New Hampshire surge sites ready for patients
Despite a relatively low number of COVID-19 cases in New Hampshire, 14 clinical surge sites or field hospitals are open across the state. That brings total bed capacity to more than 5,000. Gov. Chris Sununu toured one of those facilities in Concord on Friday. Our Adam Sullivan was there.
In order to get into the facility, everyone, including Adam, needed to have their temperature taken and answer a couple of quick questions.
The surge hospital can provide care for about 250 COVID-19 positive patients.
"Those who need to self-isolate, need to be kept safe but lack the capacity to do that themselves safely. This often is most applicable with socially vulnerable populations," said Dr. Chris Fore of Concord Hospital.
The governor toured the facility Friday along with members of the New Hampshire National Guard.
The 14 surge sites have been strategically located across the state. They are meant to deal with a potential overflow of patients at nearby hospitals.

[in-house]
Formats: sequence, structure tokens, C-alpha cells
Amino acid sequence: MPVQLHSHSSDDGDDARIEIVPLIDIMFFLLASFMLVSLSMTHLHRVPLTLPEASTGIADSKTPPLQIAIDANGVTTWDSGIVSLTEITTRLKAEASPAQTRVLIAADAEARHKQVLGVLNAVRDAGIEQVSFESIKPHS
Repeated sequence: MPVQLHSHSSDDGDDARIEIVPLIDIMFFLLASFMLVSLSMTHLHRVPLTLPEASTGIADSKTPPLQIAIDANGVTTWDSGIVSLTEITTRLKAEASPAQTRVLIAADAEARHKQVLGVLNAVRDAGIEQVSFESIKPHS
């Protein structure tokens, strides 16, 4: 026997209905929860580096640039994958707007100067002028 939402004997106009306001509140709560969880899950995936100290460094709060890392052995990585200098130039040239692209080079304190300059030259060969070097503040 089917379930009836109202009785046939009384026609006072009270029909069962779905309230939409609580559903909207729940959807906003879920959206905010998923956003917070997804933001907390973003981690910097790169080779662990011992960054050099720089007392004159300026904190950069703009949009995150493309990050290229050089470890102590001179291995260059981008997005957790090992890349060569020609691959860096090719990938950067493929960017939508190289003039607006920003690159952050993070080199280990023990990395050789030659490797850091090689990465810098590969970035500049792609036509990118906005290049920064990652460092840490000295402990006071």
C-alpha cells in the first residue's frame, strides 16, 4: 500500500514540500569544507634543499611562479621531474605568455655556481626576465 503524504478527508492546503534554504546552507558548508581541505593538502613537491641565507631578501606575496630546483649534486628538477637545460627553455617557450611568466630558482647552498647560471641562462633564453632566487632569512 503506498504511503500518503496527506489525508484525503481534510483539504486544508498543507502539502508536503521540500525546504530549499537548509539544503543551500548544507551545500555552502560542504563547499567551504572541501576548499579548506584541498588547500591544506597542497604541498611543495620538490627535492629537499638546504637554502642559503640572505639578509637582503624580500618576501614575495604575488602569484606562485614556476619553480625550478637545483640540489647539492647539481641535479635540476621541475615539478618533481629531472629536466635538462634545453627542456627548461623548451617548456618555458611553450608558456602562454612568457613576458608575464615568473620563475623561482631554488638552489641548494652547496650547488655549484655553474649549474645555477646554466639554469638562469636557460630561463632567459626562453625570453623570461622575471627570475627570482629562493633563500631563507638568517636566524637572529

New Hampshire National Guard soldiers helped get them up and running using expertise they gained overseas.
"Another example would be the strategic national stockpile. All that PPE that's coming through the state of New Hampshire. We are currently running those warehouse operations," Adj. Gen. David Mikolaities said.
The surge hospitals added more than 1,600 beds to New Hampshire's overall bed capacity, which is now around 5,200 beds.
As of Friday, 885 people in New Hampshire tested positive for the coronavirus. Only 124 needed to be hospitalized. That's only a fraction of the state's overall bed capacity. We asked Governor Sununu why so many extra beds were needed.
"Go ask New York City if they should have gotten more surge centers up and running earlier and faster," said Sununu, R-New Hampshire. "This is the type of crisis that can get exponential very, very quickly. It is all about being prepared."
While Sununu says he hopes this surge site and the others across the state will never be needed, he says they could be asked to reopen them in the event of another crisis.